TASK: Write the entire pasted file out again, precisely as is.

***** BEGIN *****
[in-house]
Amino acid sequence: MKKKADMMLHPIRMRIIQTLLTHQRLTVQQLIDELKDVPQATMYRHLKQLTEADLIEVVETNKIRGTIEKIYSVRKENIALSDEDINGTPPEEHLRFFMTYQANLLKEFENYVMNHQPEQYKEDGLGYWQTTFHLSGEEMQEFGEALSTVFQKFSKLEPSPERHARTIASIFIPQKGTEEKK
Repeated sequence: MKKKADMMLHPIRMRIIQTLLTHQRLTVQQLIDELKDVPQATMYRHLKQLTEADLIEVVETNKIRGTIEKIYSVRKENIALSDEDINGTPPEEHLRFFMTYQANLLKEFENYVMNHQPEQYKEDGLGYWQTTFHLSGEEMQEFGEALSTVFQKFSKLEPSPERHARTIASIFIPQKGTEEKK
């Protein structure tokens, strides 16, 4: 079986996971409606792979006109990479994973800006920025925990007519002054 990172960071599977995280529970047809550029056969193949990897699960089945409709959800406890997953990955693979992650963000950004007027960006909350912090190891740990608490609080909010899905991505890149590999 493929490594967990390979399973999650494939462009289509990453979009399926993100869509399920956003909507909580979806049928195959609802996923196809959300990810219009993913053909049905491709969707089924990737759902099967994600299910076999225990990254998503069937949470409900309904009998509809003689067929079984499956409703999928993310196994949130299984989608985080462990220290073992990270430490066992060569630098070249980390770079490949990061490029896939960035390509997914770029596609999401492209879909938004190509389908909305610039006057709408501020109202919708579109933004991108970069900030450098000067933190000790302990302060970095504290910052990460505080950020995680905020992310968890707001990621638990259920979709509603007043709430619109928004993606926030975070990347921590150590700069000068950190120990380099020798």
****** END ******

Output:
[in-house]
Amino acid sequence: MKKKADMMLHPIRMRIIQTLLTHQRLTVQQLIDELKDVPQATMYRHLKQLTEADLIEVVETNKIRGTIEKIYSVRKENIALSDEDINGTPPEEHLRFFMTYQANLLKEFENYVMNHQPEQYKEDGLGYWQTTFHLSGEEMQEFGEALSTVFQKFSKLEPSPERHARTIASIFIPQKGTEEKK
Repeated sequence: MKKKADMMLHPIRMRIIQTLLTHQRLTVQQLIDELKDVPQATMYRHLKQLTEADLIEVVETNKIRGTIEKIYSVRKENIALSDEDINGTPPEEHLRFFMTYQANLLKEFENYVMNHQPEQYKEDGLGYWQTTFHLSGEEMQEFGEALSTVFQKFSKLEPSPERHARTIASIFIPQKGTEEKK
């Protein structure tokens, strides 16, 4: 079986996971409606792979006109990479994973800006920025925990007519002054 990172960071599977995280529970047809550029056969193949990897699960089945409709959800406890997953990955693979992650963000950004007027960006909350912090190891740990608490609080909010899905991505890149590999 493929490594967990390979399973999650494939462009289509990453979009399926993100869509399920956003909507909580979806049928195959609802996923196809959300990810219009993913053909049905491709969707089924990737759902099967994600299910076999225990990254998503069937949470409900309904009998509809003689067929079984499956409703999928993310196994949130299984989608985080462990220290073992990270430490066992060569630098070249980390770079490949990061490029896939960035390509997914770029596609999401492209879909938004190509389908909305610039006057709408501020109202919708579109933004991108970069900030450098000067933190000790302990302060970095504290910052990460505080950020995680905020992310968890707001990621638990259920979709509603007043709430619109928004993606926030975070990347921590150590700069000068950190120990380099020798």